How Beijing is cracking down on Hong Kong

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SPEAKER 1: We begin with breaking news out of Hong Kong, which has reported its first death from the coronavirus.

LESTER HOLT: Tonight, over a million confirmed cases in America.

SPEAKER 2: [SPEAKING FRENCH]

SPEAKER 3: Whilst the first human trials for a vaccine are due to start today.

SUE-LIN WONG: While the world is distracted by the pandemic, Beijing has ramped up the pressure on Hong Kong’s pro-democracy movement. 15 of its most high profile members have been arrested for unauthorised assembly. The FT spoke exclusively to the two most prominent, Jimmy Lai, owner of the anti Beijing newspaper Apple Daily, and Martin Lee, Hong Kong’s so-called father of democracy. We talked about what this clampdown means for the future of Hong Kong and why Beijing is coming after them under the cover of coronavirus.

JIMMY LAI: The aftermath of coronavirus is going to be very bad situation internationally for China. So they– maybe they reckoned that, well, it’s going to be so bad anyway, you know, it can’t get worse.

MARTIN LEE: And they took this time to do this thinking, no doubt, that all these foreign countries will be so busy taking care of their people because of this virus.

SUE-LIN WONG: Both pro-democracy activists say that the seriousness of their arrest is nothing compared to other things that Beijing is doing in the city.

MARTIN LEE: What we were promised, under the joint Sino-British Joint Declaration, was that the people of Hong Kong would be administering Hong Kong with a high degree of autonomy. Now it’s completely changed. Now the central government administrating Hong Kong with complete control.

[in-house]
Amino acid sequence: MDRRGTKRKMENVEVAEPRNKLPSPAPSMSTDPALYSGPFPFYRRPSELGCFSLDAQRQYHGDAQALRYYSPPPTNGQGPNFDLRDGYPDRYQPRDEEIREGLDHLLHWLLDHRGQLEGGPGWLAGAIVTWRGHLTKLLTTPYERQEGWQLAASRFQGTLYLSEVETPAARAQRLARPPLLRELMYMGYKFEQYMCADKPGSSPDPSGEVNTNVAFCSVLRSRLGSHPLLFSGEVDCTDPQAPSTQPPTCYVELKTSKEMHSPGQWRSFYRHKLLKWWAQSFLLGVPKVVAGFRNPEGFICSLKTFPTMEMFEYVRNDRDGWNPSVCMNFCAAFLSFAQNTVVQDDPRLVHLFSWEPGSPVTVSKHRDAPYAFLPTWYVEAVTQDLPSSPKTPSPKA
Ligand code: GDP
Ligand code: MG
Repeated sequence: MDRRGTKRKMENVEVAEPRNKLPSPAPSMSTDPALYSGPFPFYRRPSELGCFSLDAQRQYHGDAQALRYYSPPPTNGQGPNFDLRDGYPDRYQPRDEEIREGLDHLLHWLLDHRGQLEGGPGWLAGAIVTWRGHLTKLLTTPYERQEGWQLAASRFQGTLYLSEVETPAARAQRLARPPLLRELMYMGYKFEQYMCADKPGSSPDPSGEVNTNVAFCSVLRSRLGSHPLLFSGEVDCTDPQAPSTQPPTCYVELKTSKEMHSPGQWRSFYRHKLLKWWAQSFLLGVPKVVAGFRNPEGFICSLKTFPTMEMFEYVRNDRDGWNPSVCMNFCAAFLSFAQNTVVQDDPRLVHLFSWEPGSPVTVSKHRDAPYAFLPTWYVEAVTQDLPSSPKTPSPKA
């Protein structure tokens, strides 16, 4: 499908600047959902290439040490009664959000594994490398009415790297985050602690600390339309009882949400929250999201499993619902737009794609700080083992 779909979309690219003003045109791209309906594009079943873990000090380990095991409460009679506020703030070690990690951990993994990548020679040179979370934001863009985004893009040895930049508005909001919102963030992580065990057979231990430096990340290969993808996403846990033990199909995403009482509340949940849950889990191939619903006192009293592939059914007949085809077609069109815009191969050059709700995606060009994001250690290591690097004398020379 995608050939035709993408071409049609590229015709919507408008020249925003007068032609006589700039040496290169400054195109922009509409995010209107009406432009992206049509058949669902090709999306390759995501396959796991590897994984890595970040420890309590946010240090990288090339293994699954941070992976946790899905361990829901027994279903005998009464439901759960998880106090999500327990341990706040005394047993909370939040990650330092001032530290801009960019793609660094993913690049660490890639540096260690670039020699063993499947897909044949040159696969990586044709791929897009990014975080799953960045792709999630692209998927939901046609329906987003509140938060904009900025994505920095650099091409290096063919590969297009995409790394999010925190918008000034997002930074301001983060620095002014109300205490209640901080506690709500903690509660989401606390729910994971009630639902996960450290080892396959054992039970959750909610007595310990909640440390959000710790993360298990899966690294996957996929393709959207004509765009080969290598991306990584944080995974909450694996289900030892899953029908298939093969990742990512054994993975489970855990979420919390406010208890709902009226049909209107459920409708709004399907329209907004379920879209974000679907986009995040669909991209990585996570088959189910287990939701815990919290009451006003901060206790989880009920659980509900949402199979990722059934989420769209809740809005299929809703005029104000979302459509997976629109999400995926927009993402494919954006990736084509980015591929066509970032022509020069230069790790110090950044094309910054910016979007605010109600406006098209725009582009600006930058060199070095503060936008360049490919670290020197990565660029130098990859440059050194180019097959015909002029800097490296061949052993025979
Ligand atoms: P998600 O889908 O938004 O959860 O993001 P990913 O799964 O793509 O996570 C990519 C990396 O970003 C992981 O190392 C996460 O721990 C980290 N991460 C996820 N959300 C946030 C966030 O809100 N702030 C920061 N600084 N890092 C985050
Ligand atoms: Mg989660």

SUE-LIN WONG: Last year, protests rocked Hong Kong to its core. Now, ordinary people are too scared of coronavirus to demonstrate in numbers. But the discontent that saw millions March through these streets hasn’t disappeared. It could easily erupt again.

Beijing blames the unrest on meddling foreign powers. But many Hong Kongers say that they will continue to protest as long as the city’s unpopular government appears to be taking direct orders from Beijing.

JIMMY LAI: The communist state, you know, for them, control, control, control. They don’t want people to resist them. They want people to be obedient and subservient. They can’t stand it. They can’t stand Hong Kong fight for the freedom.

SUE-LIN WONG: In September, Hong Kongers will go to the polls in parliamentary elections. Beijing is desperate to avoid a repeat of last year’s local council elections, which saw overwhelming support for the pro-democracy camp.

MARTIN LEE: You can expect they will stop at nothing. They will try to disqualify legislative councillors now. And even if you win the election, if they do not challenge a nomination, they will think of reasons again to disqualify you.

JIMMY LAI: I think the moderate is the force they are afraid of, because this is most of the people. And that’s why they try to intimidate the moderates.

SUE-LIN WONG: Beijing’s tactics to erode Hong Kong’s autonomy took on greater urgency after Xi Jinping took over as president in 2013. Now that policy is closing in on its target.

JIMMY LAI: And Xi Jinping, his way of doing things is push it to the end. He never stop halfway. It all depends on how much support we get from the international community.

SUE-LIN WONG: With the world distracted by coronavirus, Beijing appears to have calculated that the international community, and America in particular, is unlikely to take a stand.

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